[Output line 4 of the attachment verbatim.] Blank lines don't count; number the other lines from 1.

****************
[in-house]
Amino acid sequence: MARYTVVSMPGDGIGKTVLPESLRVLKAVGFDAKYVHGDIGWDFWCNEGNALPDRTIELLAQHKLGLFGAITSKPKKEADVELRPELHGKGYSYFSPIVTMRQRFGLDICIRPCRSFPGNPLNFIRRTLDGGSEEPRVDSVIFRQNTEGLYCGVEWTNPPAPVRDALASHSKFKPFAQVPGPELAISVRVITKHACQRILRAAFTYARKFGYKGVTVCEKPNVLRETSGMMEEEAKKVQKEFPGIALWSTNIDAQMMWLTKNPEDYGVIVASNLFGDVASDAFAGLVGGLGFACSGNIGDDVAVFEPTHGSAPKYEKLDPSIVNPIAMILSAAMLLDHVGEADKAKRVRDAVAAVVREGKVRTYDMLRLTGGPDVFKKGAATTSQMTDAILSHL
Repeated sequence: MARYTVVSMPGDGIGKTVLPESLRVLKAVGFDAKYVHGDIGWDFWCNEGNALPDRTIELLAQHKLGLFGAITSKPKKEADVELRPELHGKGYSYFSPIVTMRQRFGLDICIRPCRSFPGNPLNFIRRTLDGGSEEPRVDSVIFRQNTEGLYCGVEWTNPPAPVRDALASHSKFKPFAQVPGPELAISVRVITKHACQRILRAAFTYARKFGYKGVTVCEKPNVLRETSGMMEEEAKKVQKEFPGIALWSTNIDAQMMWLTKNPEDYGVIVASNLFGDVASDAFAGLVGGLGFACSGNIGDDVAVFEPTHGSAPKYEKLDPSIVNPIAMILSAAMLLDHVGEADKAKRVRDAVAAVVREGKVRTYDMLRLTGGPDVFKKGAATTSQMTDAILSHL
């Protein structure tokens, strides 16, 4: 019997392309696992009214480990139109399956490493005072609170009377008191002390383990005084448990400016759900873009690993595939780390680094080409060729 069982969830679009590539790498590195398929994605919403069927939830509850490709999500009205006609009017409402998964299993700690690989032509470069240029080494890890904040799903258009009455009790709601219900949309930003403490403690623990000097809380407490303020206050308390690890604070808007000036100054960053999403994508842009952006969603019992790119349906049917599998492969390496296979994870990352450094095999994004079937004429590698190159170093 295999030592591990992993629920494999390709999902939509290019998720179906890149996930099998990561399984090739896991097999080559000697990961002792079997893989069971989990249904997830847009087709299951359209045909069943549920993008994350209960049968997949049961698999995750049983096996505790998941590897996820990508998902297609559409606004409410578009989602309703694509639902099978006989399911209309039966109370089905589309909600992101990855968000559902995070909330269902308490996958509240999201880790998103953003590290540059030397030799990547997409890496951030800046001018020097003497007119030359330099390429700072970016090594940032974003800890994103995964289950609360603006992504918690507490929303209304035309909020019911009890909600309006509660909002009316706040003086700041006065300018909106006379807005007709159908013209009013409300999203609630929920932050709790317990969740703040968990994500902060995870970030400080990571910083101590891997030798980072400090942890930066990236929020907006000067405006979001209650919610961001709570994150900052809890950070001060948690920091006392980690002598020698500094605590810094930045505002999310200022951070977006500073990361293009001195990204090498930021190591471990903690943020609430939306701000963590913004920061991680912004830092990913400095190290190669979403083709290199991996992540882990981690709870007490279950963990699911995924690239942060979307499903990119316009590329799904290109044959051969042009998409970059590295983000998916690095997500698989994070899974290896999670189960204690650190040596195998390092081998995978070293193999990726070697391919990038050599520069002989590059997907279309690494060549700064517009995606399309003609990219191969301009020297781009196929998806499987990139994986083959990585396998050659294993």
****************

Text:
């Protein structure tokens, strides 16, 4: 019997392309696992009214480990139109399956490493005072609170009377008191002390383990005084448990400016759900873009690993595939780390680094080409060729 069982969830679009590539790498590195398929994605919403069927939830509850490709999500009205006609009017409402998964299993700690690989032509470069240029080494890890904040799903258009009455009790709601219900949309930003403490403690623990000097809380407490303020206050308390690890604070808007000036100054960053999403994508842009952006969603019992790119349906049917599998492969390496296979994870990352450094095999994004079937004429590698190159170093 295999030592591990992993629920494999390709999902939509290019998720179906890149996930099998990561399984090739896991097999080559000697990961002792079997893989069971989990249904997830847009087709299951359209045909069943549920993008994350209960049968997949049961698999995750049983096996505790998941590897996820990508998902297609559409606004409410578009989602309703694509639902099978006989399911209309039966109370089905589309909600992101990855968000559902995070909330269902308490996958509240999201880790998103953003590290540059030397030799990547997409890496951030800046001018020097003497007119030359330099390429700072970016090594940032974003800890994103995964289950609360603006992504918690507490929303209304035309909020019911009890909600309006509660909002009316706040003086700041006065300018909106006379807005007709159908013209009013409300999203609630929920932050709790317990969740703040968990994500902060995870970030400080990571910083101590891997030798980072400090942890930066990236929020907006000067405006979001209650919610961001709570994150900052809890950070001060948690920091006392980690002598020698500094605590810094930045505002999310200022951070977006500073990361293009001195990204090498930021190591471990903690943020609430939306701000963590913004920061991680912004830092990913400095190290190669979403083709290199991996992540882990981690709870007490279950963990699911995924690239942060979307499903990119316009590329799904290109044959051969042009998409970059590295983000998916690095997500698989994070899974290896999670189960204690650190040596195998390092081998995978070293193999990726070697391919990038050599520069002989590059997907279309690494060549700064517009995606399309003609990219191969301009020297781009196929998806499987990139994986083959990585396998050659294993």